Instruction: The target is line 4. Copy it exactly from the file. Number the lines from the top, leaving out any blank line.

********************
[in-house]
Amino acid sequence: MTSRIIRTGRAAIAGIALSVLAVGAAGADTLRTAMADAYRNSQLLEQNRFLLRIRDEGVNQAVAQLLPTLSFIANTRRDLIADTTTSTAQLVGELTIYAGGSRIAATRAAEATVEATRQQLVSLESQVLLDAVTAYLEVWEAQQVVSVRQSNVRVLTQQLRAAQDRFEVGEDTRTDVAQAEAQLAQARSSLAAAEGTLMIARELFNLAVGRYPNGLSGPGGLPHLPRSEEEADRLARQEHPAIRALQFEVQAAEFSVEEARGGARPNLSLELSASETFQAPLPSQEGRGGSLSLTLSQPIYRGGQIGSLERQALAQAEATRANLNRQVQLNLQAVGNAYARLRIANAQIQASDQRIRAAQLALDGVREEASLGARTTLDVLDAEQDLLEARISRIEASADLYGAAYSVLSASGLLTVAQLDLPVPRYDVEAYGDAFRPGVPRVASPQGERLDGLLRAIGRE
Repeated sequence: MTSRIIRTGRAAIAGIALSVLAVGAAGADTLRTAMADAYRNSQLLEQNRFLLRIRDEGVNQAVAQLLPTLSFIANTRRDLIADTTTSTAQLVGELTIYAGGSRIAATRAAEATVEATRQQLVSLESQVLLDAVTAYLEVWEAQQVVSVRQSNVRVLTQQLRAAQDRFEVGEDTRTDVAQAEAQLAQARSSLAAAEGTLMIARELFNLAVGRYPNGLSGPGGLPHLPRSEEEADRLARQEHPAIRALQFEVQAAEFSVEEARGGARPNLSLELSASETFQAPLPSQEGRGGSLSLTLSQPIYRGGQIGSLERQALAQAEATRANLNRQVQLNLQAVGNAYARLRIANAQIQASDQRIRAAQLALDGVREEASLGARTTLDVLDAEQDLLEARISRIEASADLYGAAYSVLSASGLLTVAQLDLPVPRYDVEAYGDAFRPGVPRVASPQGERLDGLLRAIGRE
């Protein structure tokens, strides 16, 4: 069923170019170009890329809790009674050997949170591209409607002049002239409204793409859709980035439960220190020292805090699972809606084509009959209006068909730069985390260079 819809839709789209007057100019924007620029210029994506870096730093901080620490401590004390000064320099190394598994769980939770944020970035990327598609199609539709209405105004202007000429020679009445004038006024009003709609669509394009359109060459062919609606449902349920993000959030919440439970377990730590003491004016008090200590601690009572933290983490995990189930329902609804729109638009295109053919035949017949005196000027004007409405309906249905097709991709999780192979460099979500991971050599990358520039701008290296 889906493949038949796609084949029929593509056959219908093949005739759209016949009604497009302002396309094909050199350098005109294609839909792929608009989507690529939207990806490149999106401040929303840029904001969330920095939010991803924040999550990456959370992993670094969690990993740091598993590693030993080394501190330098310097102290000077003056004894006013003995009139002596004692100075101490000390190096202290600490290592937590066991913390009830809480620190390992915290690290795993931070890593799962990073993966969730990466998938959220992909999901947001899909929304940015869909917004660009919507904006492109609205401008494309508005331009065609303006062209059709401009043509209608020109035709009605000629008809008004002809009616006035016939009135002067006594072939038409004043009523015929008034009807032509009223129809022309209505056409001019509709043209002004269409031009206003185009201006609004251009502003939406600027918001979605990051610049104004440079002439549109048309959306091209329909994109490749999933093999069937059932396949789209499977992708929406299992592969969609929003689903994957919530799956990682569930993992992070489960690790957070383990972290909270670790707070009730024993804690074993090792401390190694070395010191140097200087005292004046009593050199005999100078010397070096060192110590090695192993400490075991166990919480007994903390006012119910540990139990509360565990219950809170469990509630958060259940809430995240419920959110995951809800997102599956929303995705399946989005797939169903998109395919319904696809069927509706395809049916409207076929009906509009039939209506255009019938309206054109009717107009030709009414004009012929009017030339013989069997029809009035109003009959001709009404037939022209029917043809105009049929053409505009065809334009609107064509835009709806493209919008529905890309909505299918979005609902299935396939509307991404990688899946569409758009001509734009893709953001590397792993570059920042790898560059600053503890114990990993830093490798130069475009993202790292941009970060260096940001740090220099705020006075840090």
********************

């Protein structure tokens, strides 16, 4: 069923170019170009890329809790009674050997949170591209409607002049002239409204793409859709980035439960220190020292805090699972809606084509009959209006068909730069985390260079 819809839709789209007057100019924007620029210029994506870096730093901080620490401590004390000064320099190394598994769980939770944020970035990327598609199609539709209405105004202007000429020679009445004038006024009003709609669509394009359109060459062919609606449902349920993000959030919440439970377990730590003491004016008090200590601690009572933290983490995990189930329902609804729109638009295109053919035949017949005196000027004007409405309906249905097709991709999780192979460099979500991971050599990358520039701008290296 889906493949038949796609084949029929593509056959219908093949005739759209016949009604497009302002396309094909050199350098005109294609839909792929608009989507690529939207990806490149999106401040929303840029904001969330920095939010991803924040999550990456959370992993670094969690990993740091598993590693030993080394501190330098310097102290000077003056004894006013003995009139002596004692100075101490000390190096202290600490290592937590066991913390009830809480620190390992915290690290795993931070890593799962990073993966969730990466998938959220992909999901947001899909929304940015869909917004660009919507904006492109609205401008494309508005331009065609303006062209059709401009043509209608020109035709009605000629008809008004002809009616006035016939009135002067006594072939038409004043009523015929008034009807032509009223129809022309209505056409001019509709043209002004269409031009206003185009201006609004251009502003939406600027918001979605990051610049104004440079002439549109048309959306091209329909994109490749999933093999069937059932396949789209499977992708929406299992592969969609929003689903994957919530799956990682569930993992992070489960690790957070383990972290909270670790707070009730024993804690074993090792401390190694070395010191140097200087005292004046009593050199005999100078010397070096060192110590090695192993400490075991166990919480007994903390006012119910540990139990509360565990219950809170469990509630958060259940809430995240419920959110995951809800997102599956929303995705399946989005797939169903998109395919319904696809069927509706395809049916409207076929009906509009039939209506255009019938309206054109009717107009030709009414004009012929009017030339013989069997029809009035109003009959001709009404037939022209029917043809105009049929053409505009065809334009609107064509835009709806493209919008529905890309909505299918979005609902299935396939509307991404990688899946569409758009001509734009893709953001590397792993570059920042790898560059600053503890114990990993830093490798130069475009993202790292941009970060260096940001740090220099705020006075840090």